This is the second post running featuring the son of a member of the RAF who took part in the filming of “The Dam Busters” in 1954. This time it is Jan Kmiecik, whose father was Flt Sgt Joe Kmiecik, a Second World war veteran who was by then a pilot in 83 Squadron. Jan has kindly sent me these two photos.
The first shows ground level filming of one of the two Lancasters which was modified for the film to resemble the “real” Dambuster aircraft more closely, with its mid upper gun turret and bomb bay doors removed. It has also had its squadron code changed to AJ-M, the code of the aircraft flown on the actual raid by Flt Lt John Hopgood.
The second picture shows the three Lancasters used in the film flying together probably for the last time. This was taken at a Battle of Britain Day tribute in Cumbria. The caption on the reverse says that this was taken at Silloth, but in Jonathan Falconer’s Filming the Dam Busters, this is mentioned as taking place at nearby Anthorn. (
If anyone can confirm which airfield this is, please let me know. Cumbria resident Dom Howard reckons that it is Silloth– see this link .)
Note in the picture that only two of the aircraft have been modified to the “Dambuster” configuration. The central one must be NX782, which was left as standard and used in an early sequence where Gibson is completing his final flight as CO of 106 Squadron.
Note also how low the three Lancasters are flying, and how close they are to the members of the public wandering across the runway. Modern air displays have much stricter health and safety rules!
Do we know what happened to these Lancs ? When on holiday in Toronto Canada -1966, I saw a Lancaster mounted on a concrete pedestol in a public Park area. I think it has since been removed for restoration, not sure what the progress is, or it’s intended home to be. P G Croft.
Located east of Ouellette Avenue and south of Tecumseh Road East is JACKSON PARK (Windsor, Ontario, Canada) which has lovely formal gardens and wonderful rose gardens. The Park is a favourite spot for Wedding photos, especially near the fountain. It is also the home of our “Lancaster Bomber”. But it won’t be there for much longer. Because of its deteriorating condition, it will be dismantled and moved to a Windsor Airport hangar where it will be refurbished.
Read more: http://members.virtualtourist.com/m/tt/56517/#ixzz28IM7SOwl
Here is the video of it’s arrival in 1964 at this site: http://www.ch2a.ca/MainWelcome.html
Thank you very much, I didn’t think I’d ever be able to view that historic scene. The link opens up access many excellent short films and general information. Highly reccomended. Phil Croft .UK.
What a wonderful sight to see three Lancasters line abreast over the public…..even more reason for getting the Panton Brother’s Lanc ‘Just Jane’ airworthy so we can fly it along with that of the BBMF’s Lanc…….then all we need is a third…………
I just caught the last few minutes of a one o’clock news report on BBC one yesterday, covering the Panton Brothers story of their long efforts to get their ‘Lanc’ restored. Apparently, they have at last raised enough funds to take delivery of ‘new’ restored engines for their plane. Next target–airworthy certification—YIPPEE !!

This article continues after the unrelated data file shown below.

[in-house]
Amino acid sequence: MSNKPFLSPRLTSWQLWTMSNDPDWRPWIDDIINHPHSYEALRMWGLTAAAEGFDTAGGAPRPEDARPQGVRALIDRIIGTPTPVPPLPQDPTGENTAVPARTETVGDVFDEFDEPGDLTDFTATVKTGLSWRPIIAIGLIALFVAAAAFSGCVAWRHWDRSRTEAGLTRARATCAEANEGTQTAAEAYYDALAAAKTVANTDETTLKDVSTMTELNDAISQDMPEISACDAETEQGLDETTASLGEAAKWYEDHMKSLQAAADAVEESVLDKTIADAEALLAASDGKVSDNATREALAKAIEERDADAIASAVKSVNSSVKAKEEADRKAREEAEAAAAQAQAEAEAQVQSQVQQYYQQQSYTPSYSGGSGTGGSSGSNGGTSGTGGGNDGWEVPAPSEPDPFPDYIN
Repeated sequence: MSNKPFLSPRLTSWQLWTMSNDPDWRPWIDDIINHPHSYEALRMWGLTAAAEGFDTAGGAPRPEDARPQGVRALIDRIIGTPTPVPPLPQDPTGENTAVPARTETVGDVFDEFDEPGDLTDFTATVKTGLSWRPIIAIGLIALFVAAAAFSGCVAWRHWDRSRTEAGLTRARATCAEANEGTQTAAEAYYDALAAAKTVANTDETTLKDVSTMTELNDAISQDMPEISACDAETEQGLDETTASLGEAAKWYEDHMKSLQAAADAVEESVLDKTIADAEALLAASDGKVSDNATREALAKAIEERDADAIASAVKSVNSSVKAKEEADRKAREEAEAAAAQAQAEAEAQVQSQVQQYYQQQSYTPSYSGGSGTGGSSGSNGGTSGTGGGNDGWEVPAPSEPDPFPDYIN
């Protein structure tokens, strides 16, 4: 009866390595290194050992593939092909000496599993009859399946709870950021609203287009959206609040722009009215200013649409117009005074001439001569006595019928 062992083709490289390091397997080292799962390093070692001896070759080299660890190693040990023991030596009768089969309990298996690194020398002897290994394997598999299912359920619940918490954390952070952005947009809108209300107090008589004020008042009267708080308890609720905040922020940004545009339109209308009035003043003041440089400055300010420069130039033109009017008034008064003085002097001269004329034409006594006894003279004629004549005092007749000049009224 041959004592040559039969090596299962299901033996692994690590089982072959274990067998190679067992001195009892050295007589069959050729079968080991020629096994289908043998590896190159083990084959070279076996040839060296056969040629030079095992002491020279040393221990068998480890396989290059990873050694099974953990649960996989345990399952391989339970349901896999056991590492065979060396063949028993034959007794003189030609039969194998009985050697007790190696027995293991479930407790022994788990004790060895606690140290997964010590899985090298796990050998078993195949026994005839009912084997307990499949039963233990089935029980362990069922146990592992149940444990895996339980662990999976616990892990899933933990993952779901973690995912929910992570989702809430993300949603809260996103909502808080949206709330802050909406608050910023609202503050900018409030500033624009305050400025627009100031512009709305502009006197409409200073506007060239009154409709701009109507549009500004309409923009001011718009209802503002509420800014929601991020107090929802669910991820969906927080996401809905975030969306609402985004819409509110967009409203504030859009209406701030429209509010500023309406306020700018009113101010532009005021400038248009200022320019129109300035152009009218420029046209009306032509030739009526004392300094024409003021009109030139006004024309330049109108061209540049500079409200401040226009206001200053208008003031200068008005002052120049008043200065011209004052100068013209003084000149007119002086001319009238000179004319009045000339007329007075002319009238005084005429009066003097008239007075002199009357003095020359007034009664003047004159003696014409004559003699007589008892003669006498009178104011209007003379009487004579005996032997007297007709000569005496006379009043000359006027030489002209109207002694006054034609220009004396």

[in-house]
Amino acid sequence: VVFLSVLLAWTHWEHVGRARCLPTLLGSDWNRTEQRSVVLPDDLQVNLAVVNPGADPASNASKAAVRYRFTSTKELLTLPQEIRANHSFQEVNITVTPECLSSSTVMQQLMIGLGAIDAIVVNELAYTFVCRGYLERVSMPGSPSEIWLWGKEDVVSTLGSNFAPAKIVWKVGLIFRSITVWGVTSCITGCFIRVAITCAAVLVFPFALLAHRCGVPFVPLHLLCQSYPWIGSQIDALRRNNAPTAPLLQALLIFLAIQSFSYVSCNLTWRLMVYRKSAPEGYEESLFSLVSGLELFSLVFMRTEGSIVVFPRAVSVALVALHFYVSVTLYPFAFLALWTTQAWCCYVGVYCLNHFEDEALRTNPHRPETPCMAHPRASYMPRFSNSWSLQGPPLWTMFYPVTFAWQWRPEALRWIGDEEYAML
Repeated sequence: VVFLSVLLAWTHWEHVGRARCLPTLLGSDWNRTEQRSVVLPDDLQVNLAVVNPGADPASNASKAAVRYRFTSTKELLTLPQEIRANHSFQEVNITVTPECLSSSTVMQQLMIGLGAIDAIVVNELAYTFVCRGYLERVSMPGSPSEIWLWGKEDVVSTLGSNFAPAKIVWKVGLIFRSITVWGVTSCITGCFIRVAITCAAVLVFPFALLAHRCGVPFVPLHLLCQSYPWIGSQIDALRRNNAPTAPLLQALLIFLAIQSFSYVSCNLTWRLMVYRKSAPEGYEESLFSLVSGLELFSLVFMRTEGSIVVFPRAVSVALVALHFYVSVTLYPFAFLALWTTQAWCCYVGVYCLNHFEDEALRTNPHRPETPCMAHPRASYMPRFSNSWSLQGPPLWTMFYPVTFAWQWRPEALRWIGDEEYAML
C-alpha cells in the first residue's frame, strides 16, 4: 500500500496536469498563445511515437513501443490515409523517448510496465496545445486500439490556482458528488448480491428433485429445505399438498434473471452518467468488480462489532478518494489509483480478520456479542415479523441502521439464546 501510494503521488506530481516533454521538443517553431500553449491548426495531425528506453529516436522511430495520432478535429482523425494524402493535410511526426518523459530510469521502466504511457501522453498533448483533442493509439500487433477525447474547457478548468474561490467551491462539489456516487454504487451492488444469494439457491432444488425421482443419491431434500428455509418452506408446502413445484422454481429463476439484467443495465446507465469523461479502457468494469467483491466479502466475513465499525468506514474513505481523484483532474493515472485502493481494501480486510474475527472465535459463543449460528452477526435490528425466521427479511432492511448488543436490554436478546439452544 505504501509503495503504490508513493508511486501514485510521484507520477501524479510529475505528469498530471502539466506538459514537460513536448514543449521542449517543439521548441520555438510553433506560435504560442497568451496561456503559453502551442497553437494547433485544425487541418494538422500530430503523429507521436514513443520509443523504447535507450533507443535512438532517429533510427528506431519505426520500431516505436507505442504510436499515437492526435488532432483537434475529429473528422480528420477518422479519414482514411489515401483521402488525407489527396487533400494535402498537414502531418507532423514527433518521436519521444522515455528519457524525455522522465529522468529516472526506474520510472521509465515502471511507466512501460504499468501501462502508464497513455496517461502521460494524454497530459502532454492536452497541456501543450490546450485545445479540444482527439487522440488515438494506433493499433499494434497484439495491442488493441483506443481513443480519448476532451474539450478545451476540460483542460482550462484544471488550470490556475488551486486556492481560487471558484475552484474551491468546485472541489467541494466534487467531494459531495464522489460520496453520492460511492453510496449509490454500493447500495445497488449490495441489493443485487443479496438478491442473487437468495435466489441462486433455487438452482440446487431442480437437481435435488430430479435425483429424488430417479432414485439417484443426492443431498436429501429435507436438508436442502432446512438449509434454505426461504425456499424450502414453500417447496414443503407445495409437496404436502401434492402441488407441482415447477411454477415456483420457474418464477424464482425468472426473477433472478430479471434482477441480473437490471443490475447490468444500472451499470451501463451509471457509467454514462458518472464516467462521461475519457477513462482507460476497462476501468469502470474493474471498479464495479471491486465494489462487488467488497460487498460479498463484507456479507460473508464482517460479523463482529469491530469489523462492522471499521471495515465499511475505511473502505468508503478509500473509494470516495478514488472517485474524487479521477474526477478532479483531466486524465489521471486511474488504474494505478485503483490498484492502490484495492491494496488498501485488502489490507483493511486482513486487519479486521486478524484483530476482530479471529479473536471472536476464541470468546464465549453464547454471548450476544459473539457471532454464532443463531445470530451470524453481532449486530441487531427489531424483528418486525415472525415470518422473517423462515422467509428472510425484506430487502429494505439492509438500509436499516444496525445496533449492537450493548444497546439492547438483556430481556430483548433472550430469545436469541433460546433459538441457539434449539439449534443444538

Reference to the photo of the three Lancasters reputed to be flying an an airshow at Silloth. I can confirm that it was not Silloth but at nearby RNAS Anthorn during one of their airshow I think in 1954.
The reason I am so sure is that I was there as a school boy. A few days previous to this photo being taken I had cycled to Silloth (an avid aircraft enthusiast as a school boy – and the same as an adult) and watched the Lancasters during the film making.
You can fly in to East Kirby, there is a good grass runway available, and see the Panton brothers Lanc. Put a few quid in and get it airborne .
See my comment above –re Panton Bros.
I would suggest that the airfield is Anthorn, not Silloth. The link shown takes you to a site of old airfields, and when you look at Silloth, there are three hangars, but they are side-on to the airfield. Anthorn on the other hand, shows the remains of three hangars on the east side, and they are end-on to the airfield, as seen in the photo of the three Lancasters in the flypast.
Regarding the Canadian Lancasters, the FM104 which was on display at the CNE grounds in Toronto is in pieces at Downsview, where the museum which was painting it was forced to move.
The Windsor Lancaster, FM212, is being restored at Windsor airport.
Regarding Trevor Williams comment re needing a third airworthy Lanc, the Canadian Warplane Heritage Lancaster, FM213, is again airborne for its’ annual flying schedule, operating at Hamilton airport.
Excellent blog you have.
NX679 was at Farnborough in 1956 with Gibson’s a/c serial pasted over on the fuselage. I can’t remember if it still carried AJ-G or not. See Air Pictorial from that time.
Hi Ken it’s great to see that FM213 is still flying in Canada……but you have another Lancaster out there my friend which is threatened by the long Canadian winters……in today’s day and age we can’t afford to have such an iconic aircraft such as a Lancaster outside in the elements…..I refer to KB882 a fourteen sortie Canadian Lanc that sits outside in the elements of
Brunswick Park ?… …….
No… this is Anthorn Airfield… easily recognisable by the arrangement of Pentad and Fromson Hangars in the background. None of this type at silloth.